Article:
Cellular Respiration – what you need to know

Cellular respiration is the process where the chemical energy of food molecules such as protein, carbohydrates and glucose are converted into adenosine triphosphate (ATP).

Cellular respiration can be divided into three metabolic processes:

Glycolysis is the metabolic pathway that converts glucose into pyruvate. The  energy released in this process is utilsed to form ATP.

Krebs cycle, also identified as the citric acid cycle, is a sequence of chemical reactions employed by all aerobic organisms to create energy through the oxidization of acetate derived from carbohydrates, fats and proteins into carbon dioxide and H2O.

Oxidative phosphorylation (OXPHOS) is a metabolic pathway that helps make use of energy released by the oxidation of nutrients to create ATP. Although the various forms of life here on earth use a range of different nutrients, almost all aerobic organisms carry out oxidative phosphorylation to create ATP, the molecule that supplies energy to metabolism.

All cells are capable of synthesizing ATP by means of the process of glycolysis. In numerous cells, if oxygen is not present, pyruvate is metabolized in a process known as fermentation.

Without oxygen, pyruvate (pyruvic acid) is not metabolized by cellular respiration but undergoes a process of fermentation. The pyruvate is not transported into the mitochondrion, but stays in the cytoplasm, where it is transformed to waste products that may be removed from the cell. This serves the function of oxidizing the electron carriers so that they can carry out glycolysis again and removing the extra pyruvate. Fermentation oxidizes NADH to NAD+ so it can be once again utilised in glycolysis. In the absence of oxygen, fermentation stops the build up of NADH in the cytoplasm and supplies NAD+ for glycolysis. This waste product differs depending on the organism. In skeletal muscles, the waste product is lactic acid. This type of fermentation is known as lactic acid fermentation. In yeast, the waste products are ethanol and carbon dioxide. This kind of fermentation is known as alcoholic or ethanol fermentation. The ATP produced in this process is made by substrate-level phosphorylation, which does not require any oxygen.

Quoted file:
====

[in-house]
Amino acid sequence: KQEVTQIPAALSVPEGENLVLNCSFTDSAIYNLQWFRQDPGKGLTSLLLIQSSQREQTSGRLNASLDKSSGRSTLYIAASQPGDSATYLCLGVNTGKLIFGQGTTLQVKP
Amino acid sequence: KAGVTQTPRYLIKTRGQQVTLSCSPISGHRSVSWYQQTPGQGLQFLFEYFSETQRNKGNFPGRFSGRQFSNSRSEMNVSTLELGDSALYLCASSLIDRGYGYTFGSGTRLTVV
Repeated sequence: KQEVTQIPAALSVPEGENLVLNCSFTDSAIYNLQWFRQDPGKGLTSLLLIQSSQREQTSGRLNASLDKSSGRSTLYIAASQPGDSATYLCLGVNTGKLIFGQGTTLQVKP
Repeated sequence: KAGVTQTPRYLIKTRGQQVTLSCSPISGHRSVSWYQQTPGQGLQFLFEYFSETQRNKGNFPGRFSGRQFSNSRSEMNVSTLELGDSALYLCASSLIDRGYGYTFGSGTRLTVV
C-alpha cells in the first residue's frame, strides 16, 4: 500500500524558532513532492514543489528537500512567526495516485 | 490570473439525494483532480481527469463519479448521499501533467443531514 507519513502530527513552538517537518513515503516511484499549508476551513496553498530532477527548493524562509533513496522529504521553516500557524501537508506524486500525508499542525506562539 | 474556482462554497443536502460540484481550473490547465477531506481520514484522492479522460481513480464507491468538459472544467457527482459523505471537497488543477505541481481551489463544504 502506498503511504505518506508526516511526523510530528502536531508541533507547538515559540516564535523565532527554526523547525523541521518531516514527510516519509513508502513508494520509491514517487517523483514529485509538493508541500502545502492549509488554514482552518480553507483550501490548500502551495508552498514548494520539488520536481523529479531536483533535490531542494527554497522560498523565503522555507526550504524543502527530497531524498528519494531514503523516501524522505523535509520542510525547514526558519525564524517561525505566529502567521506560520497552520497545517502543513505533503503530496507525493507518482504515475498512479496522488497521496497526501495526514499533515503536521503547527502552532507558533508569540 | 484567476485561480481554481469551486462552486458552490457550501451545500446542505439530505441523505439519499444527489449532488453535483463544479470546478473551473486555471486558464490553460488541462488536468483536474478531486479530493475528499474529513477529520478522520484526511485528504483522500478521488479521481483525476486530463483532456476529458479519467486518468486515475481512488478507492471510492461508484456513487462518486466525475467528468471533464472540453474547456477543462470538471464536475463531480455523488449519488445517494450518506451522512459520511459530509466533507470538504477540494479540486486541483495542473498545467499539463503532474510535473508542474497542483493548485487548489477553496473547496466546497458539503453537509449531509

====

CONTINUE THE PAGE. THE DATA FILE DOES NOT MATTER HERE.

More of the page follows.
There are two approaches to breaking down the resulting pyruvate:

Aerobic Respiration demads oxygen and is the preferred method of pyruvate breakdown. It yields thirty-six ATP molecules, and also carbon dioxide, and water. This makes for a total gain of thirty-eight ATP molecules during cellular respiration. It occurs in cells when glucose reacts with oxygen; this takes place in the mitochondria of the cells.

Anaerobic Respiration does not require oxygen and is where the pyruvate is only partially broken down; fermentation (breaks the pyruvate down into ethanol, carbon dioxide, and water – bread, brewing etc.) and lactic acid fermentation (breaks the pyruvate down into lactic acid, carbon dioxide, and water). It happens when there is not enough oxygen for aerobic respiration

Both ethyl alcohol and lactic acid contain chemical energy that can’t be used by anaerobic respiration, making this an inefficient process. Anaerobic respiration releases a total of two ATP molecules (compare to the 38 of aerobic respiration).

Much less energy is released by anaerobic respiration than by aerobic respiration